THE Farm Safety Partnership is urging farmers to ‘Stop and Think SAFE’ when working with cows and heifers around calving time.
Animals are one of the top three causes of major injury and death on local farms. In the past 10 years, since 2011, there have been 18 deaths caused by animals on our farms across Northern Ireland, nine of which involved cows in calf or newly calved cows.
There are many other incidents which are unreported where farmers suffer more severe to lesser injuries in animal attacks and these incidents can put a huge strain on the farmer and their families.
Handling cattle always involves a risk of injury from crushing, kicking, butting or goring. The risk during calving time is increased for many reasons, for example if the work involves cattle that are not handled frequently and the heightened hormonal state of the cow around calving time. However, having suitable handling facilities and competent people working with the animals can help to ensure cattle handling at calving time can be carried out in relative safety.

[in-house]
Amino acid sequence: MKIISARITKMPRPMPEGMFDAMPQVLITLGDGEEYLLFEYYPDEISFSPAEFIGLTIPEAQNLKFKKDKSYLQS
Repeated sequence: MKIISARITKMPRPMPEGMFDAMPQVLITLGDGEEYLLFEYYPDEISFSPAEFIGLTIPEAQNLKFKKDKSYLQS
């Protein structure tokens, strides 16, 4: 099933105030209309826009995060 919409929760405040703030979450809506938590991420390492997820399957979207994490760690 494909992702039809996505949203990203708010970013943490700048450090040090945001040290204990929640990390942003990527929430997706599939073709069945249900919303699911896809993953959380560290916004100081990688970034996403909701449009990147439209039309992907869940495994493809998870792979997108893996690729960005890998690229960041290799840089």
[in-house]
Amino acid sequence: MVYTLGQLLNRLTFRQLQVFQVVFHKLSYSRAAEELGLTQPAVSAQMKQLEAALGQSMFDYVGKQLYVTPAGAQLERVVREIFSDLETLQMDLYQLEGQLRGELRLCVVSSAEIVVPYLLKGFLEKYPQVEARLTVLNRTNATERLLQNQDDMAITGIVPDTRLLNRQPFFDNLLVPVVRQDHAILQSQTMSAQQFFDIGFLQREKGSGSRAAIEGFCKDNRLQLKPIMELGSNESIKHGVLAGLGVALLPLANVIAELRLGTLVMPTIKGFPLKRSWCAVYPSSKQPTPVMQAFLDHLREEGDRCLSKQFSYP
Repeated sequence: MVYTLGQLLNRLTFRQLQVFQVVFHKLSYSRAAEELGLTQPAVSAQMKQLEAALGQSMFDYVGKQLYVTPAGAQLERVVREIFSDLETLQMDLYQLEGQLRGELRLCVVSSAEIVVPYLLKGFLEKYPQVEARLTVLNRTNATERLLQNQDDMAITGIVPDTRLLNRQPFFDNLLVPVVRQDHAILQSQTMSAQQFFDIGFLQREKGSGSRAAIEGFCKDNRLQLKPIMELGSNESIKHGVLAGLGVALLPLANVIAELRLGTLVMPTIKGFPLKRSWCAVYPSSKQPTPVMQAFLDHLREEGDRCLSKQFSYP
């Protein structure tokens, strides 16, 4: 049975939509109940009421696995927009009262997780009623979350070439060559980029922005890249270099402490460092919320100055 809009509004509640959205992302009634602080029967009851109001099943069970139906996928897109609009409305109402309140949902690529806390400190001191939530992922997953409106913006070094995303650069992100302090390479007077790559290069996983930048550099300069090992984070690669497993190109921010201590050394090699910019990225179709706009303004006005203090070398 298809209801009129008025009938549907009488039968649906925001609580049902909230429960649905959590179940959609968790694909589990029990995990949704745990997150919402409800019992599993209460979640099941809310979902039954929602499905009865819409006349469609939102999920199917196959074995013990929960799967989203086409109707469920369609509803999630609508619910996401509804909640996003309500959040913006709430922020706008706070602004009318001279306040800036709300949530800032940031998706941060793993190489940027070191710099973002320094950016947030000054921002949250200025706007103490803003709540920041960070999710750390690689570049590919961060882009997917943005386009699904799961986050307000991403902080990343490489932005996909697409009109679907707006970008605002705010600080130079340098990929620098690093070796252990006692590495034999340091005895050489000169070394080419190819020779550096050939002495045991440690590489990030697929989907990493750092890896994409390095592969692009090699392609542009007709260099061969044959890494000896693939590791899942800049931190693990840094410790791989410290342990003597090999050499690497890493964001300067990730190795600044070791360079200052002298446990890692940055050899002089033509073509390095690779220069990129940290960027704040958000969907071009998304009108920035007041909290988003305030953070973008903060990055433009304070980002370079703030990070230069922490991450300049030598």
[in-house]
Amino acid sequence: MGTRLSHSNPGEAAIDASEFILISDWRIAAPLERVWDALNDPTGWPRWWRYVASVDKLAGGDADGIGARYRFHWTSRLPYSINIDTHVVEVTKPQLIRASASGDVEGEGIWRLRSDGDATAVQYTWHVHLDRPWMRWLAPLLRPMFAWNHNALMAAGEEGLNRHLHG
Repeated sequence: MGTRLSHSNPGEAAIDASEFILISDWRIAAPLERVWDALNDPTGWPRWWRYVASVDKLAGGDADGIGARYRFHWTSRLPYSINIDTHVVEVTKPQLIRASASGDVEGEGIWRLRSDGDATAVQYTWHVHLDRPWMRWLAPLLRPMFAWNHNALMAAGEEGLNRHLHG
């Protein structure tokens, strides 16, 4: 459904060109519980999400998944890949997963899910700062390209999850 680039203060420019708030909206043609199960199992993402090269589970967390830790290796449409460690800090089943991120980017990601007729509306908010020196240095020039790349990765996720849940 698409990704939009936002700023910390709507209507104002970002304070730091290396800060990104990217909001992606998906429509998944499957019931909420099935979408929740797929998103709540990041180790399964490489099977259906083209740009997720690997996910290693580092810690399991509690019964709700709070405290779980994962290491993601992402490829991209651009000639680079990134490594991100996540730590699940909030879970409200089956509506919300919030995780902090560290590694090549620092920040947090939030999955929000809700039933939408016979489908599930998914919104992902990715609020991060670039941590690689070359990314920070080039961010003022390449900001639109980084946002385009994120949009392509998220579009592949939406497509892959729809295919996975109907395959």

You should NEVER underestimate the risk from cattle, even with good safety measures in place.
NEVER be complacent, ALWAYS be on your guard and REMEMBER at calving time cows and heifers are predictably unpredictable and can turn on you in an instant.
The following checklist should help you and others stay SAFE around calving time:
n watch for the warning signs of animal aggression;
n plan an escape route or refuge in advance of handling livestock;
n take extra care around cows and heifers with newborn calves;
n remember, that cows that are on heat are unpredictable;
n use a head gate to restrain a cow/heifer when checking the calf;
n try to have help available when calving a cow or heifer;
n try to keep cattle calm when working with them;
n cull any cattle as soon as possible that are showing signs of ongoing aggression;
n protect yourself against disease with appropriate personal hygiene.
n turn your back on a cow or a heifer around calving time;
n put yourself or a colleague at risk with cattle;
n stress or arouse cattle unnecessarily;
n beat or shout at cattle unnecessarily – they remember bad experiences.
n For more information about safe handling of livestock around calving time please contact the HSENI helpline on 0800 0320 121 or visit www.hseni.gov.uk/articles/animals-safety-during-calving
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